As I noted yesterday, the NIE states that the key piece of intelligence–verifying that Iran had no active nuke program–dates to "mid-2007."

We assess with moderate confidence Tehran had not restarted its nuclear weapons program as of mid-2007, but we do not know whether it currently intends to develop nuclear weapons. [my emphasis]

Read more

Intelligence Puts a Crimp in Dick’s War-Mongering

You’ve no doubt heard the news that the NIE on Iran’s nuclear ambitions judges (with moderate certainty) that Iran has no active nuclear weapon program.

That’s great news. But I’m just as interested in the back story of why we got this news in the first place. As the NYT reveals (h/t Danger Room), the Deputy Director of National Intelligence released the NIE to make sure it was accurately represented.

In a separate statement accompanying the N.I.E., Deputy Director of National Intelligence Donald M. Kerr said that given the new conclusions, it was important to release the report publicly “to ensure that an accurate presentation is available.”

Shorter Mr. Kerr: Stephen Hadley’s already madly spinning this result wildly, and I wanted to make sure he didn’t do worse.

But that makes me mighty curious about the timing of this decision. Take a look at the timing in this key judgment.

We assess with moderate confidence Tehran had not restarted its nuclear weapons program as of mid-2007, but we do not know whether it currently intends to develop nuclear weapons. [my emphasis]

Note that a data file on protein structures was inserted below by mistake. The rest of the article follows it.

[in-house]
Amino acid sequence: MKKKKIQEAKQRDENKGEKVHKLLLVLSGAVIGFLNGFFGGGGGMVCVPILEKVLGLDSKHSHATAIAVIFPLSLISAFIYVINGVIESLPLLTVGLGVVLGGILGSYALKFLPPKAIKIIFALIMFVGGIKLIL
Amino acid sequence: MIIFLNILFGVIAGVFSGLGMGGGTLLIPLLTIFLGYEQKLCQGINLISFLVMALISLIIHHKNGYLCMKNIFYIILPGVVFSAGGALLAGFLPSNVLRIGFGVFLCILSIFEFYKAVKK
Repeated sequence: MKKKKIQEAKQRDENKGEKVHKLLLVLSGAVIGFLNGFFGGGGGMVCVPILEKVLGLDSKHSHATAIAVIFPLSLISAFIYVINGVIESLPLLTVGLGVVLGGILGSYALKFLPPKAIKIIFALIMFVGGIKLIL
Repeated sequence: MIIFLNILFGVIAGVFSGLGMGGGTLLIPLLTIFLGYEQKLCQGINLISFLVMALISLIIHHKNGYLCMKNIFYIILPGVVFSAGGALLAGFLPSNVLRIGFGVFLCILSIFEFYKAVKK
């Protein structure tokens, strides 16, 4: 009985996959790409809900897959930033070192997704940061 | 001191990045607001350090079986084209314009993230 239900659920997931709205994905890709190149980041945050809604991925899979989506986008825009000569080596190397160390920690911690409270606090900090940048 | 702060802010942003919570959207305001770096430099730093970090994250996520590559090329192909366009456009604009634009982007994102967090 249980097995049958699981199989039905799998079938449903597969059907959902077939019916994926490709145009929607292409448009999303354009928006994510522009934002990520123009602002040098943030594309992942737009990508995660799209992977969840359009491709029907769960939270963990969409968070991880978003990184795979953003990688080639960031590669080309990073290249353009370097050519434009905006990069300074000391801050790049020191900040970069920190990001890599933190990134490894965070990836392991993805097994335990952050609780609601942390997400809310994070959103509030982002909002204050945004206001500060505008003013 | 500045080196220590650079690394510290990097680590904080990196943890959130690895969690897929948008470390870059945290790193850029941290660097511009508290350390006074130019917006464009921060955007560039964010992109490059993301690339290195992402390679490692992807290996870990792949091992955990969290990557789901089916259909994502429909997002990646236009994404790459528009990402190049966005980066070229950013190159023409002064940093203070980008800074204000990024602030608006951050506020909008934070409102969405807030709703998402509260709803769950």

In other words, the most important key judgment in this NIE (in terms of impeding Dick’s war-mongering, at least) comes from mid-2007. That’s pretty fascinating timing, given the time line of Dick’s attempts to stifle the key judgments on Iran. Here’s a time line taken excerpted from this article. Read more

Waxman Still after Fitz’s FBI Files

Well, it turns out that Waxman has been no happier than we are about Bush obstructing justice pardoning commuting Libby’s sentence. Turns out he asked Fitzgerald for his FBI files (that is, testimony not before the Grand Jury and therefore not subject to secrecy laws) back in July, not long after the commutation. But Bush won’t let him have the files. So now Waxman has sent Mukasey a letter asking for some help getting the files.

I’ll update this shortly, once I make sure the new digs are working…

[Shew, they’re working]

So here’s the key detail from Waxman–defining what he wants, and what he has already gotten:

Transcripts, reports, notes, and other documents relating to any interviews outside the presence of the grand jury of any of the following individuals:

  • President George W. Bush
  • Vice President Dick Cheney
  • Andrew Card
  • Stephen Hadley
  • Karl Rove
  • Dan Bartlett
  • Scott McClellan

Since the Committee’s letter was sent on July 16, Mr. Fitzgerald and his staff have cooperated with the Committee’s investigation and have produced a number of responsive documents to the Committee. Among the documents that Mr. Fitzgerald has produced to the Committee are "FBI302 reports" of interviews with CIA and State Department officials and other individuals.

Read more